Nappily Every After Film ReviewBy Dominga Martin
September 21, 2018
Sanaa Lathan takes black girl magic to a new level in empowering new film.
Hair. Self Love and Romance take center stage in the new Netflix romantic comedy “Nappily Ever After” based on the novel by Trisha R. Thomas. The film stars everybody’s homegirl Sanaa Lathan, Lyric Bent (She’s Gotta Have It) and Lynne Whitfield (Greenleaf). Sanaa and Ms. Whitfield, along with the Director (Haifaa Al-Mansour ) and Producer Tracey Bing held an intimate q&a after an exclusive screening held at The Wing in New York City — a new inclusive space for women.
The audience erupted and cheered throughout the film, engaged with nuanced topics that black women identify with as it relates to our hair and the many phases we go through from a young girl to adult hood when it comes to the many textures and conversations around black hair.
The film opens with the first chapter: “WEAVE”…where Sanaa (VIOLET) finds herself in a loving relationship with her Doctor boyfriend CLINT, (portrayed by Ricky Whittle). The night gets hot and heavy, and although he thinks she’s perfect, he still can’t touch her hair!
“Don’t Touch My Hair,” “I’m not my Hair,” “I Love My Hair” become an underlying theme in the context of the film, leading to an empowering finale not just for black women, but all women who have unhealthy attachments to their hair and how it defines them.
However, before we get to the finale, Violet’s relationship takes an unexpected turn and the story delves into a new chapter: “BLONDE” which treads lightly on “white validation” and the need for acceptance both outwardly and inwardly. As a new blonde, Violet attracts a new suitor which ultimately forces her to face herself and her imperfections in the mirror. The movie takes a bold turn into the “BALD” chapter. This is the moment where Violet finds her power and life begins to pick up, including her job as a marketing executive who’s been having trouble identifying with her beauty clients.
To say the diverse audience of women identified at THE BIG CHOP moment, collectively is an understatement. However, Violet must still confront her deep seeded emotional attachment to the concept of “perfect hair and beauty” forced upon her by her mother PAULETTE, played with an eloquent fire as only Lynne Whitfield can rock and roll. Paulette is on the outs with her husband RICHARD (Ernie Hudson), who has “found himself” in ways she does not approve of. The family dynamic stretches and grows throughout the different hair stages as the film plays on and we find ourselves peeling layers of our own self discovery as the character finds her wholeness, without the need of acceptance.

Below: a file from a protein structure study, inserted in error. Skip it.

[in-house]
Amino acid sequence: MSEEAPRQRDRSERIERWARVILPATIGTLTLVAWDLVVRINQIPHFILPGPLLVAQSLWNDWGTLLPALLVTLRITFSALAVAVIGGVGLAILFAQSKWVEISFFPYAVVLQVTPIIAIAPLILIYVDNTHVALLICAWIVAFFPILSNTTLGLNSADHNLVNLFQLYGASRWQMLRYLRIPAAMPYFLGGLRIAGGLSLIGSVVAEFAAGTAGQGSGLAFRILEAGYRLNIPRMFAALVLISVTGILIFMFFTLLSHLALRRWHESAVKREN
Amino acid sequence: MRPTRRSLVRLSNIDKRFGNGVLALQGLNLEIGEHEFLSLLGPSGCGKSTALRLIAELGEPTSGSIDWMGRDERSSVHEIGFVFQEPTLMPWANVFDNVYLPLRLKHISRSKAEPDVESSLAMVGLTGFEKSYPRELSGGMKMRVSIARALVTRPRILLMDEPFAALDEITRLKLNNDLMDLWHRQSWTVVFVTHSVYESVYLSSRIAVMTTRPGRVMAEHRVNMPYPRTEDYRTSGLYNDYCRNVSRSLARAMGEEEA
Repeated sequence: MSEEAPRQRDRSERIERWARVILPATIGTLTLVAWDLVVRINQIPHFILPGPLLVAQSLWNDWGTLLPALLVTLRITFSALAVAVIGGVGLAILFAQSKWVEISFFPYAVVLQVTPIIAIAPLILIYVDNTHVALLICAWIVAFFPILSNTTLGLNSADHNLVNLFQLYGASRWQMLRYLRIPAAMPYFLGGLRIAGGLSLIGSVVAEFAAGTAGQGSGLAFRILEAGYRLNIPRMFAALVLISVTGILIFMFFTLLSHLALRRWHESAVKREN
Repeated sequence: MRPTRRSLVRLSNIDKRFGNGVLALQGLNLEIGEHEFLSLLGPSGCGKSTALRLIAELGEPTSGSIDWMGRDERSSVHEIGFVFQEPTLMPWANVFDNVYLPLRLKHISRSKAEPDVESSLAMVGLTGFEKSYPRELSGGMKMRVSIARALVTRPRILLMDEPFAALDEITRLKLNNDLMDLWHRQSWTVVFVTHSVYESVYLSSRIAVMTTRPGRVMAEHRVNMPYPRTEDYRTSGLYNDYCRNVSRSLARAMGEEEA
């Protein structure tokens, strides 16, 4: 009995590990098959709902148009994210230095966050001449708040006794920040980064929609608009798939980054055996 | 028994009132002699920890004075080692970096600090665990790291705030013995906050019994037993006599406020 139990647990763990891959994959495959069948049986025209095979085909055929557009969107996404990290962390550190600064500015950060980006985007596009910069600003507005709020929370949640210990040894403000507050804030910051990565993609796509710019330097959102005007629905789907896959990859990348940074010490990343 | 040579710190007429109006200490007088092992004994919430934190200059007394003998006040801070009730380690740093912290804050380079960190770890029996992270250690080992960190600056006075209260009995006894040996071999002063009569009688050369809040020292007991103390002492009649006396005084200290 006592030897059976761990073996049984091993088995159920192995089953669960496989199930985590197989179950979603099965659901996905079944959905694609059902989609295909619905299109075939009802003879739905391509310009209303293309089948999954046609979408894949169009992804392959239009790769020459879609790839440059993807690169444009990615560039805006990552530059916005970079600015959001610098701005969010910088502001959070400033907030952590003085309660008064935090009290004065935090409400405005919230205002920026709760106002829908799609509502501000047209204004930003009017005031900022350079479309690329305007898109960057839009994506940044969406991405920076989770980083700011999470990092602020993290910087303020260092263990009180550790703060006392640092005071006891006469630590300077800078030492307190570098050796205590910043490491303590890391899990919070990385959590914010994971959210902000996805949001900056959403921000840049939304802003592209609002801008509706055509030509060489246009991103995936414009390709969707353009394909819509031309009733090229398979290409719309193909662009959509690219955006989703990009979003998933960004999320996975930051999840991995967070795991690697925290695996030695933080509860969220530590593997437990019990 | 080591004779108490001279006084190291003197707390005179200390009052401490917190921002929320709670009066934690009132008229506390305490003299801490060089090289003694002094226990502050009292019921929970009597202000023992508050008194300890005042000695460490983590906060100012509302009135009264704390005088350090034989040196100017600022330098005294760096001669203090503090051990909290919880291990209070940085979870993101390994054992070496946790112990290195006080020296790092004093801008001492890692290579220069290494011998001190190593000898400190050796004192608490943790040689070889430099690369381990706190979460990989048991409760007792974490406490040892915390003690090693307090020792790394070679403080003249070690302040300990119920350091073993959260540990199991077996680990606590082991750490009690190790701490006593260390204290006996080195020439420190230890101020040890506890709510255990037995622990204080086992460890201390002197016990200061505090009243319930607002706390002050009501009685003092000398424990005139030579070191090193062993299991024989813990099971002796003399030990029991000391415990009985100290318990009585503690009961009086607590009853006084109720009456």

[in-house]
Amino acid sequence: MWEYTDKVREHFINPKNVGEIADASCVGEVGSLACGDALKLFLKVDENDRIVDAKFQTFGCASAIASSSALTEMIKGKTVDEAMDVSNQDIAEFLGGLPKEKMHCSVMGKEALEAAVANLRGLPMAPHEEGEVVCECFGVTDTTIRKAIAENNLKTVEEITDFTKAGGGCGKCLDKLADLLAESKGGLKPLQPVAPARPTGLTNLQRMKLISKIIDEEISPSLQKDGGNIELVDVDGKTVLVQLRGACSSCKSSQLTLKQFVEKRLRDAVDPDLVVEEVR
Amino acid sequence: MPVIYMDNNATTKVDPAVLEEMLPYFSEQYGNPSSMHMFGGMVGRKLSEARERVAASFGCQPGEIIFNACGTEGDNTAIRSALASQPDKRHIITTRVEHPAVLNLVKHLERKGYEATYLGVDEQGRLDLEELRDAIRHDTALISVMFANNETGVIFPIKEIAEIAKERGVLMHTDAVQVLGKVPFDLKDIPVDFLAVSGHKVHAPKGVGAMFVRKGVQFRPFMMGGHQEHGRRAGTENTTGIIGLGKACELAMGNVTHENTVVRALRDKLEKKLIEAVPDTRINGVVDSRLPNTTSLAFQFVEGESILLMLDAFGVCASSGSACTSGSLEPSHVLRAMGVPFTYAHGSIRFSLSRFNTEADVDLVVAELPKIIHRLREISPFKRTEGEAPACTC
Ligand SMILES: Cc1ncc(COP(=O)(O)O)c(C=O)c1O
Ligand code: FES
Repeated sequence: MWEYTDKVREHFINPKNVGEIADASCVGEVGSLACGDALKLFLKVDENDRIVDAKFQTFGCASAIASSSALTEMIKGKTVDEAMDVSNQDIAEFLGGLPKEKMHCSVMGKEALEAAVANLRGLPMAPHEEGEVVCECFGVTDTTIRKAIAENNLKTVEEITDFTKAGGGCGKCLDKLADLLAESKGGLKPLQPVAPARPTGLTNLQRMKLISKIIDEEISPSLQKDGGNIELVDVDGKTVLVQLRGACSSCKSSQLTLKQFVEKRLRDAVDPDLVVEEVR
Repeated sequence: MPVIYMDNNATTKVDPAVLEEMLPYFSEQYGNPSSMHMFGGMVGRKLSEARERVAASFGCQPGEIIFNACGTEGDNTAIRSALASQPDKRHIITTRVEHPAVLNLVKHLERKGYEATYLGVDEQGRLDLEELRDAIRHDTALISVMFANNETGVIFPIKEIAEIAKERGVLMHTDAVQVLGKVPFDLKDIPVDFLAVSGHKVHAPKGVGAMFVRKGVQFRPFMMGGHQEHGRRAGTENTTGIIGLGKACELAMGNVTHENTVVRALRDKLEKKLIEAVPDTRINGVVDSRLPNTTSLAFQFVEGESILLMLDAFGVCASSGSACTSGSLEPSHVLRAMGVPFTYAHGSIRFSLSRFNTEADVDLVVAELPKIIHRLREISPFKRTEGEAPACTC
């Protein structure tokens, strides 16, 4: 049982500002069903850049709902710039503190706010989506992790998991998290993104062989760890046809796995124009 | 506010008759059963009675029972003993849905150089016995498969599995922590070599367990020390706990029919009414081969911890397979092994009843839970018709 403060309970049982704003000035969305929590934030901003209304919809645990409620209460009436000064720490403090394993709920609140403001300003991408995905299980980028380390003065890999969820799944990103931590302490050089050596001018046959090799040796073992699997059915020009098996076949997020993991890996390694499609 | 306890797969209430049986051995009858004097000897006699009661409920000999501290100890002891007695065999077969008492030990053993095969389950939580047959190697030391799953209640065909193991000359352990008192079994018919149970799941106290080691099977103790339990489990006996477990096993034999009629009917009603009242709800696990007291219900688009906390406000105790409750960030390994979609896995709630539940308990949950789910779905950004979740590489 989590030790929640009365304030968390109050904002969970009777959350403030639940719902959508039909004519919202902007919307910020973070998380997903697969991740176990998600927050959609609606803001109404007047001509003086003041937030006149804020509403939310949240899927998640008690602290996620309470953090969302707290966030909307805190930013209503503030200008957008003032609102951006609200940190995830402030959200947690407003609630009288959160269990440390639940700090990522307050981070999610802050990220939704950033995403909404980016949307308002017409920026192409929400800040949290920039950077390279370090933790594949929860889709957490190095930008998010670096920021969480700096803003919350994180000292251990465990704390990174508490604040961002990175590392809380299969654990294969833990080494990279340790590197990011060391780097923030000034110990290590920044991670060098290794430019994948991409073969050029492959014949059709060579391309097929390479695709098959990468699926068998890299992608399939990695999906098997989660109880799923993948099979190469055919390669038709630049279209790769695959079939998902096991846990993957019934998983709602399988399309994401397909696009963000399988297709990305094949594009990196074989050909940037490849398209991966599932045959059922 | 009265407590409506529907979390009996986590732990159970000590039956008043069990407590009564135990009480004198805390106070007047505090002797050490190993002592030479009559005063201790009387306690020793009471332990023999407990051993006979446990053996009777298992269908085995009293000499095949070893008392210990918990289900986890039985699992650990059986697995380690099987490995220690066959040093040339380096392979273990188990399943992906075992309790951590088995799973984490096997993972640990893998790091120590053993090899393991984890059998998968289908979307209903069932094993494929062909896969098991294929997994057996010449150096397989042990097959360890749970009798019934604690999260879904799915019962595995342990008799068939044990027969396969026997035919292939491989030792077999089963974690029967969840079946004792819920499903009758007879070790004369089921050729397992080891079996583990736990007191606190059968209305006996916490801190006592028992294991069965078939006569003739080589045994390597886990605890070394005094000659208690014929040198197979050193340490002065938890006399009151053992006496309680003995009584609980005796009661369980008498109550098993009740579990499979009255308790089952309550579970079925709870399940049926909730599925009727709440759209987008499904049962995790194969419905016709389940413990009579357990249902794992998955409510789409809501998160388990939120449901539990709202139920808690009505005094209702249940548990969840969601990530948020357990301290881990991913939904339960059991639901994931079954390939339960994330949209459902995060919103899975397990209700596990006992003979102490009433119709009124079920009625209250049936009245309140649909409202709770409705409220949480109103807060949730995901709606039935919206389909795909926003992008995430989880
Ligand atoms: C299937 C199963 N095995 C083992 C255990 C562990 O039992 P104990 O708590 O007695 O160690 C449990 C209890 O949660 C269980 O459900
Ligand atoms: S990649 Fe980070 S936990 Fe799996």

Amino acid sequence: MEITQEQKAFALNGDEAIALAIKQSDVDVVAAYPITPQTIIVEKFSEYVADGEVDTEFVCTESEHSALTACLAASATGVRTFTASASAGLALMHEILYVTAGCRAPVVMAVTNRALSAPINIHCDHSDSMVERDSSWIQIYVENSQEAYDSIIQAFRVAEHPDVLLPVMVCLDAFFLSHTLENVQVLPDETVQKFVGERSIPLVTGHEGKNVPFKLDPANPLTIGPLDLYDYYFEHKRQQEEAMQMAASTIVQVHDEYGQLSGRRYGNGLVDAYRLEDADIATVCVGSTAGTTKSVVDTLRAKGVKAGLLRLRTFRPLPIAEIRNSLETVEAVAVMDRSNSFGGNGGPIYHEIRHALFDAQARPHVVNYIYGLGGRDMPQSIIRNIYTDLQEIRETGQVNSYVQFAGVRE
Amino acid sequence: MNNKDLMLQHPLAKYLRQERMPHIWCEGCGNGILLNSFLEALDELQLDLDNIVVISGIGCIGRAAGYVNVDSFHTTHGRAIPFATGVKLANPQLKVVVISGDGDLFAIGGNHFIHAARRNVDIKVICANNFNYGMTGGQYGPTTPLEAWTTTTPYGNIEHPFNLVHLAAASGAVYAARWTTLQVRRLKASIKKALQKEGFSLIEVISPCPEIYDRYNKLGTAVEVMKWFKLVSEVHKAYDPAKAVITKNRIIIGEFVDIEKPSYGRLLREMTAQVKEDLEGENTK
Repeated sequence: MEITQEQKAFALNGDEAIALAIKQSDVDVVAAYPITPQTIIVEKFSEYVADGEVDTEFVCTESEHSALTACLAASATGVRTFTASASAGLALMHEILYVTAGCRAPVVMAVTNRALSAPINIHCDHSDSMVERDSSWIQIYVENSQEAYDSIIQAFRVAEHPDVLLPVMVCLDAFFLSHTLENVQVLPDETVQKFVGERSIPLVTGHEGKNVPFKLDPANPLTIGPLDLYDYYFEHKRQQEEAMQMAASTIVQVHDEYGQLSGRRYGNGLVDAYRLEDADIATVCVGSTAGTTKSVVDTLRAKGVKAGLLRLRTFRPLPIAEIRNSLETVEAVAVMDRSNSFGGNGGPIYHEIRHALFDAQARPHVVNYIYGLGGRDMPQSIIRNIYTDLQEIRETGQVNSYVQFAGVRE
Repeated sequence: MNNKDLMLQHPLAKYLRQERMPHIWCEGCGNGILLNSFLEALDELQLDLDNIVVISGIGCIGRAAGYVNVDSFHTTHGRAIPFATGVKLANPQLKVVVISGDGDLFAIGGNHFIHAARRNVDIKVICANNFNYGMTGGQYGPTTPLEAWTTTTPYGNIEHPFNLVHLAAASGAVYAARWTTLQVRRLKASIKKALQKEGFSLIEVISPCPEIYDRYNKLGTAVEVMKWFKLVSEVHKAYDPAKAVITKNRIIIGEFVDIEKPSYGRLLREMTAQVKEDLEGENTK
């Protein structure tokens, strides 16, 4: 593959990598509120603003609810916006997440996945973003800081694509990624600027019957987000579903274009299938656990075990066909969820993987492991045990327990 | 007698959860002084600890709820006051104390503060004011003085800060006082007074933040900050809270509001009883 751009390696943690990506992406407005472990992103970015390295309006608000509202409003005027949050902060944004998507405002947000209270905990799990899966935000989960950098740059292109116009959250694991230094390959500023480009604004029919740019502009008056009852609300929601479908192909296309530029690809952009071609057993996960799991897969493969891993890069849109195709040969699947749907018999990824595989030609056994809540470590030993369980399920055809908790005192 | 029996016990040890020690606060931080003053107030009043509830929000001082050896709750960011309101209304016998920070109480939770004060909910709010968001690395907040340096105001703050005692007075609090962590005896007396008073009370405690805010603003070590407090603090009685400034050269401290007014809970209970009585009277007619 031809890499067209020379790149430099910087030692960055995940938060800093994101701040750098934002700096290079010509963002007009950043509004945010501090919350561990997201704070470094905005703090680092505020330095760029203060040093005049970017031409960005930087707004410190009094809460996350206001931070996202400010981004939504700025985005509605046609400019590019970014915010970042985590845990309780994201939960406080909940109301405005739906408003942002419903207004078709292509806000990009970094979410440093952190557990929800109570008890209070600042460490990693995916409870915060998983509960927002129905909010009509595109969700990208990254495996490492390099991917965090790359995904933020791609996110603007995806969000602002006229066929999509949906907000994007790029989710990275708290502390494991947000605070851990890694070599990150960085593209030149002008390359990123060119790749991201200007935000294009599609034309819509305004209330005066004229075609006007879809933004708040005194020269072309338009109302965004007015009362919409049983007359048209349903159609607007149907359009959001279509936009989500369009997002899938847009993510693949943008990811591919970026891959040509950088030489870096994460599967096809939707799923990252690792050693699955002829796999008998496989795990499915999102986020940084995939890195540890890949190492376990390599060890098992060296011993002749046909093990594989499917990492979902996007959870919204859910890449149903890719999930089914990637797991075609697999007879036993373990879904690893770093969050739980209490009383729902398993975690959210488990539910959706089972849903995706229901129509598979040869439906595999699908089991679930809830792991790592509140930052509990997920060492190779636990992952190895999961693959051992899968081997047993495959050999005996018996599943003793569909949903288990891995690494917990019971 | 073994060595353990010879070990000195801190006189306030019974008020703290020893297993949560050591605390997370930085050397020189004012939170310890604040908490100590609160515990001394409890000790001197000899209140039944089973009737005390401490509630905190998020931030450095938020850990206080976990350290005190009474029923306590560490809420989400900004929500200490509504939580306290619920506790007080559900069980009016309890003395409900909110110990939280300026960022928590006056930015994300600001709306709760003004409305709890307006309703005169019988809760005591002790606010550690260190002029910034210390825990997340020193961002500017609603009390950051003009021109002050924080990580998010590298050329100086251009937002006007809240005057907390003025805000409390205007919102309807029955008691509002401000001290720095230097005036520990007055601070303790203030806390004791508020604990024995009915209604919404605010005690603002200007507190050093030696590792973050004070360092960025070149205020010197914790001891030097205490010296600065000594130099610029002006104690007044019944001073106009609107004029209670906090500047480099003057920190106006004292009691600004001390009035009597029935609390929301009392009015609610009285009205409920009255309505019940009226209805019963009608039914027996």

“I just know the perception of mothers who have perceived: ‘what is the acceptable beauty for their daughters, and what that beauty will gain them in the workplace and in the place of marriage, matrimony…all of that [and] the doctors and the lawyers and the Indian chiefs…’” states Ms. Whitfield. While Sanaa describes the empowering film as a “metaphor for life…a film about hair and falling in love with yourself.”
The “Big Chop” is a term all women have come to learn, but more specifically in the black community when one decides to go “natural”. The big chop also happens after a break-up, as a liberating experience for women of all walks of life who have grown to accept themselves and want to start fresh, most likely leading to a new relationship. And just like magic, Violet is lead to this transformative journey after meeting a new love interest (WILL) who is a hair stylist.
This moment of self love is encouraged by his perspective of her true beauty — while in turn, her relationship with his young daughter (ZOE), acted exceptionally by Daria Johns, grows, teaching her by example to embrace who she is as a young black girl growing up with natural hair. However, Zoe’s confidence and self worth allows the grown ups to confront their own hang ups about hair, self acceptance and the old taboo of sweating, and unable to get into the pool!
The final chapter “NEW GROWTH” comes full circle as Violet finally owns her power, taking her shoes off and lets go. Although this film has taken Producer Tracey Bing 13 years to make, it is topical and fresh. An aha moment that’s right on time.
Nappily Ever After airs on Netflix (September 21st).